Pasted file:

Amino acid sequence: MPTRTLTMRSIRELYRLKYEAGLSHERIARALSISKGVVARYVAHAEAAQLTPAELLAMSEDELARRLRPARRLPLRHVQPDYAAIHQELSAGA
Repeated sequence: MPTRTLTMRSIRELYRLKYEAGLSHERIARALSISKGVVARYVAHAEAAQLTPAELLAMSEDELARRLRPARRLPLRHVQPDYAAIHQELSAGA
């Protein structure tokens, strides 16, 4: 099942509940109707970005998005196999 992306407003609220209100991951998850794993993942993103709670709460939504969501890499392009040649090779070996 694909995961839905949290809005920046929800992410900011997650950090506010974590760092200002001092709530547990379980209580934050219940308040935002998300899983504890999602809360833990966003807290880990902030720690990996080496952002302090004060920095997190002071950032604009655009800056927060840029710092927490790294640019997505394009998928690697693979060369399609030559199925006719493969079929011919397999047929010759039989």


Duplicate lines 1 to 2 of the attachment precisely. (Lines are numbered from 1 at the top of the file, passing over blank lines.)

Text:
Amino acid sequence: MPTRTLTMRSIRELYRLKYEAGLSHERIARALSISKGVVARYVAHAEAAQLTPAELLAMSEDELARRLRPARRLPLRHVQPDYAAIHQELSAGA
Repeated sequence: MPTRTLTMRSIRELYRLKYEAGLSHERIARALSISKGVVARYVAHAEAAQLTPAELLAMSEDELARRLRPARRLPLRHVQPDYAAIHQELSAGA